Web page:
Hell’s Wells: Hammock’s Debut an Elementary Genre Piece
Environmentally defined dystopias can either be beneficent, as regards a film’s budget, or an incredible boon, generally in reference to either set design or appropriate casting. As a directorial debut, Thomas S. Hammock’s The Well may be a strikingly pared down post apocalyptic exercise, but it might have whittled away a bit too much from its lean narrative structure. Sure to remind audiences of the dusty hell of David Michod’s The Rover, Hammock’s film recalls the Old West as readily as any number of end-of-times predecessors. At times displaying a bit of intrigue with its topical ideas, too much banality and a general lack of tension renders the film as dry as the arid tomb it depicts.
In Oregon, “a few years from now,” the adolescent Kendal (Haley Lu Richardson) and her ailing male love interest, Dean (Booboo Stewart) are two of the last people in their area to survive. A decade long drought has toppled human existence as we’d been accustomed, stranding people into small bands, utterly dependent on a dwindling number of wells tapping into an underground water supply. But now, ten years on, those wells are finally drying up. While Dean suffers from a life threatening kidney disease, Kendal defends their local well. However, all the wells and the people guarding them have come under attack from a crew of marauders led by the vicious Carson (Jon Gries) and his daughter Brooke (Nicole Fox), who aim to kill the remaining population so that they may rule the land. But the hopeful Kendal thinks she’ll find the coveted distribution cap she’s been seeking, for if she does, she can fly away in an old plane that’s souped up enough to get them anywhere but there.
A set director for several Adam Wingard titles, such as You’re Next and The Guest, Hammock’s own film looks decidedly washed out by comparison, with DP Seamus Tierney utilizing natural light for the sun soaked parchedness often displayed. While the look and feel of The Well might be appropriate, female characters appear unrealistically, at least if we’re to believe they’ve lived in a desert without rain for a decade. Haley Lu Richardson and, particularly, “America’s Next Top Model” alum Nicole Fox are a bit primped and polished for the dunes. With drinking water so scarce, what’s going on with bath water? Human hair begins to look a certain way when infrequently attended to. But, hell, maybe after the apocalypse, the pretty survivors will just have naturally occurring blowouts.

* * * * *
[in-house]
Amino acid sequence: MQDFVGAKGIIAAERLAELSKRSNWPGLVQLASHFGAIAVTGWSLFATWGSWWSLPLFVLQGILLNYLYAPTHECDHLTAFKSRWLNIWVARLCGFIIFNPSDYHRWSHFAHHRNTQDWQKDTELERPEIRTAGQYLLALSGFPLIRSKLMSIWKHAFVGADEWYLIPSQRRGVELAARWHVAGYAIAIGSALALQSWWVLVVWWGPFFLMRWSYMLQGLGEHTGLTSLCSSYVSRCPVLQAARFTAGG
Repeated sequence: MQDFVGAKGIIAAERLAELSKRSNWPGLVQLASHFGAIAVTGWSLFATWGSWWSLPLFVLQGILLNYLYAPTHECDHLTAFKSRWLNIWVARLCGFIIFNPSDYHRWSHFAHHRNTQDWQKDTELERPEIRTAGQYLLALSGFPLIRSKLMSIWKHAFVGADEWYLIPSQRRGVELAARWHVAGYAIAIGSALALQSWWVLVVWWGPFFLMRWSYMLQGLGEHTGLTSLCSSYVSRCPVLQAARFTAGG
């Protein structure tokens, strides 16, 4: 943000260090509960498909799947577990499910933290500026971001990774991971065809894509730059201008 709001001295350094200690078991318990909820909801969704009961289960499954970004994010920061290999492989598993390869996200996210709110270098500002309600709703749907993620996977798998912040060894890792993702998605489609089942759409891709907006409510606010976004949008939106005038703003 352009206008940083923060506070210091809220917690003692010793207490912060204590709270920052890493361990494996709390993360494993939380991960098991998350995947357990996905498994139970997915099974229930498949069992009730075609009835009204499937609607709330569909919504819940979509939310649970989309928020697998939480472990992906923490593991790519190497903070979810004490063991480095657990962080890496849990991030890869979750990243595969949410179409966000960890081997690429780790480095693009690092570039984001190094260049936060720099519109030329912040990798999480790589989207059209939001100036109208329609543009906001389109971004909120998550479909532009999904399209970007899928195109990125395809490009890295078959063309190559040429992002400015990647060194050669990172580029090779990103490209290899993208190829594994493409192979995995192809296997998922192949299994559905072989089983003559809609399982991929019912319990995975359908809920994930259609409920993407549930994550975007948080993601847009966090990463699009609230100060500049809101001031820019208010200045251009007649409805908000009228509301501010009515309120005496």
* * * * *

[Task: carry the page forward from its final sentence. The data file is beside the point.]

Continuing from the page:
However, since Hammock’s screenplay has so little going on other than its rigid movement through a rather formulaic endeavor, these distractions become all the more consuming. How exactly have these people survived without any replenishing water source in a decade? What’s going on with the food supply since other animals can’t operate the wells, potentially the only place where water is now naturally available? How in the hell is Booboo Stewart’s Dean alive in such an environment with bad kidneys? And that’s not even getting into the crusading band of villains led by Jon Gries, whose motives just seem silly.
The Well plays like one of those ideas a group of friends haphazardly concocts in jest without formally addressing all the proper logistics. While we don’t need to know exactly why there’s no water, the effects it would have on the people still alive in a world without it need to be somewhat realistic. That said, the young Ms. Richardson seems to be trying to enliven her performance with the much needed energy the rest of the film lacks, yet she never feels quite realistic.
While the screenplay is a certain disservice to the supposed intelligence of the character, Richardson never seems to be more than a wide eyed ingénue with some mud dabbed on her cheeks. Those hungry for decent genre efforts may be partially sated by the intentions of The Well, but it’s ultimately not strong enough in any regard to register as more than a good idea in need of stronger execution.
Reviewed on June 15 at the 2014 Los Angeles Film Festival – The Beyond.